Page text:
thumper: right. measure your first distance with the bike on a stand, then the next with you geared up. The difference is the race sag. Then measure it empty.. off the stand. This is static sag. race should be around 4", static should be around 1.5".

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  • thumper929

Posted November 21, 2006 - 12:02 AM

#7

thumper: right. measure your first distance with the bike on a stand, then the next with you geared up. The difference is the race sag. Then measure it empty.. off the stand. This is static sag. race should be around 4", static should be around 1.5".



thankyou :cheers:

  • CsHoSi

Posted November 21, 2006 - 05:29 AM

#8

Have you browsed through the Technical Articles section? A lot of great stuff there, I hate to say it but I haven't set mine yet.

When I finally get my act together, I will follow this article, Set Your Sag.

  • y2blade

Posted December 08, 2006 - 03:44 AM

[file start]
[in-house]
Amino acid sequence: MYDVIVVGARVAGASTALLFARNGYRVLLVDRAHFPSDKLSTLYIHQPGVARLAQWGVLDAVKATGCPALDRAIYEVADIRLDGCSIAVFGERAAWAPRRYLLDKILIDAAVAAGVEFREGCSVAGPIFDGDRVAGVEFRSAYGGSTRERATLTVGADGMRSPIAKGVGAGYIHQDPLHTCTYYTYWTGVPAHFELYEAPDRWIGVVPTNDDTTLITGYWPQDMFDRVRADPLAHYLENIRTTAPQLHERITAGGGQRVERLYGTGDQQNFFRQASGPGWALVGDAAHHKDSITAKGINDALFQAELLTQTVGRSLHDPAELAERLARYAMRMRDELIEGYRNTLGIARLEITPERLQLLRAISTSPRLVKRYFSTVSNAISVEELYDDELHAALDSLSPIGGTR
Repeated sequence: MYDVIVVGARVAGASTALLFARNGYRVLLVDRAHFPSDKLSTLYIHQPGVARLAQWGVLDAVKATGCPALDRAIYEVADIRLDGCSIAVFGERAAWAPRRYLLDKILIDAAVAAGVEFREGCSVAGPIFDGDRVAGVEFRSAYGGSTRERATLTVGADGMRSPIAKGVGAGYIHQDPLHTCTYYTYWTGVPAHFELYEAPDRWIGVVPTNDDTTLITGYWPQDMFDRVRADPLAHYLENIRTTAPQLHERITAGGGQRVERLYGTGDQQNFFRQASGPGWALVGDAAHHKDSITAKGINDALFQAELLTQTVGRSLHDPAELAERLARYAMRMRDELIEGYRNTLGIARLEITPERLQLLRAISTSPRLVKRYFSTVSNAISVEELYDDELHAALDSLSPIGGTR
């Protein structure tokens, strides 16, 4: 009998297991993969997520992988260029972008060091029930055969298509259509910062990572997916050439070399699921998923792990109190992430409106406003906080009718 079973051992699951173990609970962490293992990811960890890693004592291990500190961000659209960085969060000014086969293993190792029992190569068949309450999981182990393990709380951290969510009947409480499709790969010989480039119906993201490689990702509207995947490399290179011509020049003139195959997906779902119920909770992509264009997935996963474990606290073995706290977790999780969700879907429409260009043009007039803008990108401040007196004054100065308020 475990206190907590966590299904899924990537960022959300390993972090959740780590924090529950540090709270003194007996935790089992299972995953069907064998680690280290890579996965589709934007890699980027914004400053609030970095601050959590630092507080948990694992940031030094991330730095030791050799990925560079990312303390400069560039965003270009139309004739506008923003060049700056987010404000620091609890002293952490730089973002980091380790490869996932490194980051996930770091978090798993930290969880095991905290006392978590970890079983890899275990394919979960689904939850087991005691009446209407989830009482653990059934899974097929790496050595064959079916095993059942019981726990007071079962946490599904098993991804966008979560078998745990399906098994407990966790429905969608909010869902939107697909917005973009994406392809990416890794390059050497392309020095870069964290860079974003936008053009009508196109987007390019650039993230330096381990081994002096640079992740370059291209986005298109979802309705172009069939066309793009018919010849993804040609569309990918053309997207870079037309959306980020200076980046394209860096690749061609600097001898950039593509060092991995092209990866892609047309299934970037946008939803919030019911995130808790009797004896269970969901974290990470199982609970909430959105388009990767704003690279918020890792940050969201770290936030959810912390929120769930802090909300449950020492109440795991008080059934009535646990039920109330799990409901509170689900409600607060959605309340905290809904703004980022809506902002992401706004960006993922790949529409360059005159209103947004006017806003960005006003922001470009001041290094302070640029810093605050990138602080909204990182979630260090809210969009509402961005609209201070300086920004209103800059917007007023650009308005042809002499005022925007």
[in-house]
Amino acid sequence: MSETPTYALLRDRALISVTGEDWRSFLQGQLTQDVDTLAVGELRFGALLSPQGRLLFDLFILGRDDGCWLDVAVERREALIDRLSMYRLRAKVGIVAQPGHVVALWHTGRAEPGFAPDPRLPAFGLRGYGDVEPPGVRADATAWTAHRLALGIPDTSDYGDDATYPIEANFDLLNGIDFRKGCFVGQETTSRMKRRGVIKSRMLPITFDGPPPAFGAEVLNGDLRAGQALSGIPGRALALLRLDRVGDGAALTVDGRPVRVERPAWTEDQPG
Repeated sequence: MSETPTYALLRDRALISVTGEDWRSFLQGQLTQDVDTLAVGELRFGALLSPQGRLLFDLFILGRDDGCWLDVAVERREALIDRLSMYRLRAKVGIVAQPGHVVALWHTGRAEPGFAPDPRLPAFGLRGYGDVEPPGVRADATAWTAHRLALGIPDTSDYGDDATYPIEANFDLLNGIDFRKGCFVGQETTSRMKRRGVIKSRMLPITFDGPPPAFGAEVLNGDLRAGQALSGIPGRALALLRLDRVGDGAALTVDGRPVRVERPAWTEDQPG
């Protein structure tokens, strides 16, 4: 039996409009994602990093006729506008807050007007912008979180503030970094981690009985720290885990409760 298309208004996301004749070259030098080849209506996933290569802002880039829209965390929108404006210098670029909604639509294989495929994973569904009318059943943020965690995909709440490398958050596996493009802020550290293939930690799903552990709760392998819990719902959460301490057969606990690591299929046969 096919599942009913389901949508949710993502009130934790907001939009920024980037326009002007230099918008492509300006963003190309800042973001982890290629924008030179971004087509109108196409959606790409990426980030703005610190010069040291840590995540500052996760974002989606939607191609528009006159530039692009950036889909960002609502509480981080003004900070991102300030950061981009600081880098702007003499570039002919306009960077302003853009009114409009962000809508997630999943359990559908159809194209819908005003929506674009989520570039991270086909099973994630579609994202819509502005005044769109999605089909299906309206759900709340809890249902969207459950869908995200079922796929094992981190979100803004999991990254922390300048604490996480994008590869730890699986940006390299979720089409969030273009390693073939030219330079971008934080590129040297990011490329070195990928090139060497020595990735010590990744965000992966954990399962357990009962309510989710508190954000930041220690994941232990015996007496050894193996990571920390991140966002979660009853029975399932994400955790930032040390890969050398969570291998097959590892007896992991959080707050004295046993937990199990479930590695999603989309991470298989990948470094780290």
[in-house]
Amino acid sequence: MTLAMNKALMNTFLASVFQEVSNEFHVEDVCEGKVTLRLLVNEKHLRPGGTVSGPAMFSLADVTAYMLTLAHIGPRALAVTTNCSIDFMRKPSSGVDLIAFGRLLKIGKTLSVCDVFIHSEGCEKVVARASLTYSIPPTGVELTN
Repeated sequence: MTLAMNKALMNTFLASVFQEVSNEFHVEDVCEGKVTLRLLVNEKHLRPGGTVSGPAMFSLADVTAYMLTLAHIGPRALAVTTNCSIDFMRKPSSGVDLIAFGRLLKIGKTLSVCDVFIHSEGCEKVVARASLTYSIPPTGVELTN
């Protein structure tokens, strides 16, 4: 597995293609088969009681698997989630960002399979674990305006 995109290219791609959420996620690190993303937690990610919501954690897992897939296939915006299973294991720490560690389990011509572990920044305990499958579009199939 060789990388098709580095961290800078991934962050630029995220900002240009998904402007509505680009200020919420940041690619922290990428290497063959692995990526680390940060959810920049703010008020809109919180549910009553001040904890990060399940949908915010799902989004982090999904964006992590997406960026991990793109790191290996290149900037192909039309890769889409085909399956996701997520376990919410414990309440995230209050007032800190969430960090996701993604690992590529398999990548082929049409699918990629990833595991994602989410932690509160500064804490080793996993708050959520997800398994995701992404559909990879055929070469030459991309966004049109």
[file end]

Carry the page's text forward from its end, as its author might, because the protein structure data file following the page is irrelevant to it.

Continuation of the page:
#9

ive just set mine....easy

24.5 free
22.5 under its own weight
20.5 with me sat on it all geared up in boots and helmet

free length of the spring is 10inch and i weigh 69 kilos

  • NewZooki

Posted April 09, 2007 - 09:53 PM

#10

Gentelmen!

Not to highjack this thread, but since it's on rear shock adjustment, I have some information gaps in reading the shop manual for compression and rebound damping adjustment,

The manual, way in the back in the specs, indicates 3 damping adjustments: compression high-speed, compression low-speed, and rebound.

In chassis section of the manual, where the actual work with the shock is discussed, only one adjustment is mentioned and it does not exactly jive with what is mentioned in the back of the manual.

Can someone please point out where the 3 damping adjustment points are on the shock? I have an '06 DRZ-S.

Thanks!